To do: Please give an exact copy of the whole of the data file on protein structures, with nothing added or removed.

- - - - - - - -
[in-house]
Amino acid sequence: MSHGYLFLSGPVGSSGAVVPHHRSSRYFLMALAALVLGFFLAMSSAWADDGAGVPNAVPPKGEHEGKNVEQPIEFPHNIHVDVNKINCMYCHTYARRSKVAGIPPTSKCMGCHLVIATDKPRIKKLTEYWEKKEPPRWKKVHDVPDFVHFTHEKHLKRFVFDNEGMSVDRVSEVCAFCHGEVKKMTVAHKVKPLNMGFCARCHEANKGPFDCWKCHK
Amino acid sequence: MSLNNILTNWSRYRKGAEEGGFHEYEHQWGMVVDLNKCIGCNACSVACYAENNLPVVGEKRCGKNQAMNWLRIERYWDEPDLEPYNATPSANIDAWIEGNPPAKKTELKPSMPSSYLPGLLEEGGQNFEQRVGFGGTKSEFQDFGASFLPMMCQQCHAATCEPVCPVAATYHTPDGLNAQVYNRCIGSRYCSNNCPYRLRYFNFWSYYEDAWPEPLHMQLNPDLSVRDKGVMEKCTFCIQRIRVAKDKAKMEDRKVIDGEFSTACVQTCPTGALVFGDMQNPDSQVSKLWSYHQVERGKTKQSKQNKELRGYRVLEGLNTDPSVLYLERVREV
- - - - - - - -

[in-house]
Amino acid sequence: MSHGYLFLSGPVGSSGAVVPHHRSSRYFLMALAALVLGFFLAMSSAWADDGAGVPNAVPPKGEHEGKNVEQPIEFPHNIHVDVNKINCMYCHTYARRSKVAGIPPTSKCMGCHLVIATDKPRIKKLTEYWEKKEPPRWKKVHDVPDFVHFTHEKHLKRFVFDNEGMSVDRVSEVCAFCHGEVKKMTVAHKVKPLNMGFCARCHEANKGPFDCWKCHK
Amino acid sequence: MSLNNILTNWSRYRKGAEEGGFHEYEHQWGMVVDLNKCIGCNACSVACYAENNLPVVGEKRCGKNQAMNWLRIERYWDEPDLEPYNATPSANIDAWIEGNPPAKKTELKPSMPSSYLPGLLEEGGQNFEQRVGFGGTKSEFQDFGASFLPMMCQQCHAATCEPVCPVAATYHTPDGLNAQVYNRCIGSRYCSNNCPYRLRYFNFWSYYEDAWPEPLHMQLNPDLSVRDKGVMEKCTFCIQRIRVAKDKAKMEDRKVIDGEFSTACVQTCPTGALVFGDMQNPDSQVSKLWSYHQVERGKTKQSKQNKELRGYRVLEGLNTDPSVLYLERVREV